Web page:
Some thinking is probably in order, here, with regard to body image. I’ve had a few discussions lately with women at my box about what we look like: where our muscles are, why we wear what we wear, and how we feel about ourselves. As Jo pointed out a few days ago, this year’s CrossFit Games broadcast brought with it a new (to CrossFit) kind of advertising: one that focuses exclusively on body image and sex appeal. “Turning Sevens into Tens” is a series of images of women performing characteristic CrossFit moves, with the camera paying special (or ONLY) attention to the midsection, butt, and chests of them. There are no faces, no feet. Just middles.
I didn’t see the ad first, Brian did. And he remarked to me later, as he explained the punchline of the ad, that he thought it was a little bit “off” from how CrossFit generally sells itself. So when it came up again, I paid attention and found myself feeling betrayed.
This is not the CrossFit I know.
The CrossFit I know doesn’t care about looks. We don’t have mirrors. We get dirty during our workouts: Tires are filthy. Burpees in the grass. Chalk all over the damn place. Hair? Ha. It’s a sweaty, gross, dog-fur-looking mess when I’m done. If anything, I’m UGLIER when I leave the box, all pitting-out and stinking and red-faced and heaving.
Now, I’m not an angry, militant feminist. I’m sensitive to the ways that small moments of sexism leak into my life, and I generally choose to let them go. I’m totally fine with joking how my snatch needs some work — because it does. I can dig the playful banter that goes on betwixt athletes at my box, because I know they are comfortable with one other the way that crossfitters generally are. What I am not fine with, however, is CrossFit implying that our workouts, our goals, and our successes are all based on BODY IMAGE. I am not OK with that commercial representing and characterizing (to non-crossfitters, no less) that the work I do is toward a particular standard of attractiveness.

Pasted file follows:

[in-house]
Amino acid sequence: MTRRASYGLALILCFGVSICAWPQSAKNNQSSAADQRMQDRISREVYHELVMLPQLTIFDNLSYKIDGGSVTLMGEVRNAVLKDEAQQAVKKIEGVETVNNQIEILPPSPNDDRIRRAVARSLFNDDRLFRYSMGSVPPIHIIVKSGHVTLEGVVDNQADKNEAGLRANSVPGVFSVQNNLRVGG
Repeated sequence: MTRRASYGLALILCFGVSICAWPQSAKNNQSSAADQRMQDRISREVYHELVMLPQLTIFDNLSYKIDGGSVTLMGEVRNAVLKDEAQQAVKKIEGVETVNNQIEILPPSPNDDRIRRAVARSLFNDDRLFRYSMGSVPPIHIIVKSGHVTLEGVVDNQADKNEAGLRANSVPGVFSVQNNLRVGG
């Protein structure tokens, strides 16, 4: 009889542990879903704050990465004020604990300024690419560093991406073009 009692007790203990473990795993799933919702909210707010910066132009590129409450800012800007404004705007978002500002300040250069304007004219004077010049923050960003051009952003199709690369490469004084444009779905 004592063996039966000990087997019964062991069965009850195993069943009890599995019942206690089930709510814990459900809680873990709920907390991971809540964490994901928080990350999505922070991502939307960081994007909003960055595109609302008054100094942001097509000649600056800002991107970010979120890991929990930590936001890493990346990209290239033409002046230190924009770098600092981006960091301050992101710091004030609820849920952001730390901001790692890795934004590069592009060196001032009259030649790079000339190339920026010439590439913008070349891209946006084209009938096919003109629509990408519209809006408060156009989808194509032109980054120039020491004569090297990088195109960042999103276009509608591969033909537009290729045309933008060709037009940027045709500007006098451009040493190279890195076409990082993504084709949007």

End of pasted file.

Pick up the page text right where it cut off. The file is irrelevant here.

Here’s why: We women are already completely oppressed by a culture of body image, based on generally unattainable shapes: emaciated, light-skinned, tall. And even the most wonderful, smart, strong women I know (who are crossfitting goddesses — you all know who you are) are still beating themselves up about the shape of their bodies. We have been conditioned to be our own worst critics. And while I can recite the defense of such an ad (it’s simply relying on cultural values to sell a product), I can also REJECT the values it’s assuming I share.
This commercial preserves cultural values that are harmful to women.
What DOES help rethink our values is this: A photo shoot that shows the sheer diversity of body images of OLYMPIC ATHLETES. Tall, short, thick, thin, light, dark. All kinds. And these are our Olympians, the best of our own athletes who have competed for the chance to represent us at the Olympic games. Arguably, they are the best athletes we have (maybe aside from our own CrossFit Games competitors). And their bodies are perfect for what they do.
We have to remember that our bodies our perfect for what they can do. And as you get better, stonger, faster, fitter, your body will reflect what you CAN DO. Your body will get better; you will get better.
When people see me now and they remark how skinny I am, it’s because they think it’s a nice thing to say. But I always argue: I’m not skinny, I tell them. I’m STRONG. I can almost deadlift twice my body weight (just 20 more pounds!!). I can run faster now than ever. It’s not how much weight I lost; it’s how much I can lift. Those are the numbers I care about, not the number on the scale or the number on my pants.
Numbers are for counting reps, adding up your bumper plates, counting down to go, calling your time. Numbers do NOT MEASURE WOMEN.